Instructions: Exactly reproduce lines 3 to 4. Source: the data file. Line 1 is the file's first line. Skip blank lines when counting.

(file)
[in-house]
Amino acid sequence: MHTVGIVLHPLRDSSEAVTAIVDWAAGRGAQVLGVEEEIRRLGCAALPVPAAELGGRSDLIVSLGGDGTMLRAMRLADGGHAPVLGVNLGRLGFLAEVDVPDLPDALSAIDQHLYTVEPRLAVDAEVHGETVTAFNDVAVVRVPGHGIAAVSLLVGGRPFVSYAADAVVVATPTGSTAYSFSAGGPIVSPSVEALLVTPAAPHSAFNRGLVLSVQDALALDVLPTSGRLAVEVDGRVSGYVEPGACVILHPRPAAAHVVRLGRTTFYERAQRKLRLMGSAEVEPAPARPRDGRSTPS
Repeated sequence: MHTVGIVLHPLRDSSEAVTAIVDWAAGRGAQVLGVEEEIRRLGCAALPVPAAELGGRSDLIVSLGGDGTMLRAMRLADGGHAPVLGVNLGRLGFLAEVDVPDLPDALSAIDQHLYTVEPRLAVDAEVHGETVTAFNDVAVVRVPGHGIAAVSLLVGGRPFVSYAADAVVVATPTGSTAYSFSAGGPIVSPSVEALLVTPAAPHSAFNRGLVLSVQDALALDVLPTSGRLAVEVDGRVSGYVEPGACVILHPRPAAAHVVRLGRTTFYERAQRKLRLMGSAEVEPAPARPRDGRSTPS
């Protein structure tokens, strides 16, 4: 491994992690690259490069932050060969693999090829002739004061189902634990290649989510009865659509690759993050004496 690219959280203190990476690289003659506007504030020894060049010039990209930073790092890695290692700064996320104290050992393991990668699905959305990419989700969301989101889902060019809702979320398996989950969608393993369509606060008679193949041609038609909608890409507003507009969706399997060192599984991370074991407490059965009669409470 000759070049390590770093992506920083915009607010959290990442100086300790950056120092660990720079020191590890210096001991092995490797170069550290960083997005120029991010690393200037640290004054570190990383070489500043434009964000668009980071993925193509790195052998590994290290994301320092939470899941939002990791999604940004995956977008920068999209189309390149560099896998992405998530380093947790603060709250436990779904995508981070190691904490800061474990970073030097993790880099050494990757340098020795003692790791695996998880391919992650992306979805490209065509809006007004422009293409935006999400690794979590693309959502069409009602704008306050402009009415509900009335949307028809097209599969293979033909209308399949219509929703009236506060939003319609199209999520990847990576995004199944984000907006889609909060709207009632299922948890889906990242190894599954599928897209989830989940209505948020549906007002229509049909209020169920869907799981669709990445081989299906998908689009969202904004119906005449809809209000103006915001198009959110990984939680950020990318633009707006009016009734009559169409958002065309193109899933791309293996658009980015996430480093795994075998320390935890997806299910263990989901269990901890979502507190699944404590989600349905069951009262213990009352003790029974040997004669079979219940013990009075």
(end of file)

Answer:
Repeated sequence: MHTVGIVLHPLRDSSEAVTAIVDWAAGRGAQVLGVEEEIRRLGCAALPVPAAELGGRSDLIVSLGGDGTMLRAMRLADGGHAPVLGVNLGRLGFLAEVDVPDLPDALSAIDQHLYTVEPRLAVDAEVHGETVTAFNDVAVVRVPGHGIAAVSLLVGGRPFVSYAADAVVVATPTGSTAYSFSAGGPIVSPSVEALLVTPAAPHSAFNRGLVLSVQDALALDVLPTSGRLAVEVDGRVSGYVEPGACVILHPRPAAAHVVRLGRTTFYERAQRKLRLMGSAEVEPAPARPRDGRSTPS
């Protein structure tokens, strides 16, 4: 491994992690690259490069932050060969693999090829002739004061189902634990290649989510009865659509690759993050004496 690219959280203190990476690289003659506007504030020894060049010039990209930073790092890695290692700064996320104290050992393991990668699905959305990419989700969301989101889902060019809702979320398996989950969608393993369509606060008679193949041609038609909608890409507003507009969706399997060192599984991370074991407490059965009669409470 000759070049390590770093992506920083915009607010959290990442100086300790950056120092660990720079020191590890210096001991092995490797170069550290960083997005120029991010690393200037640290004054570190990383070489500043434009964000668009980071993925193509790195052998590994290290994301320092939470899941939002990791999604940004995956977008920068999209189309390149560099896998992405998530380093947790603060709250436990779904995508981070190691904490800061474990970073030097993790880099050494990757340098020795003692790791695996998880391919992650992306979805490209065509809006007004422009293409935006999400690794979590693309959502069409009602704008306050402009009415509900009335949307028809097209599969293979033909209308399949219509929703009236506060939003319609199209999520990847990576995004199944984000907006889609909060709207009632299922948890889906990242190894599954599928897209989830989940209505948020549906007002229509049909209020169920869907799981669709990445081989299906998908689009969202904004119906005449809809209000103006915001198009959110990984939680950020990318633009707006009016009734009559169409958002065309193109899933791309293996658009980015996430480093795994075998320390935890997806299910263990989901269990901890979502507190699944404590989600349905069951009262213990009352003790029974040997004669079979219940013990009075």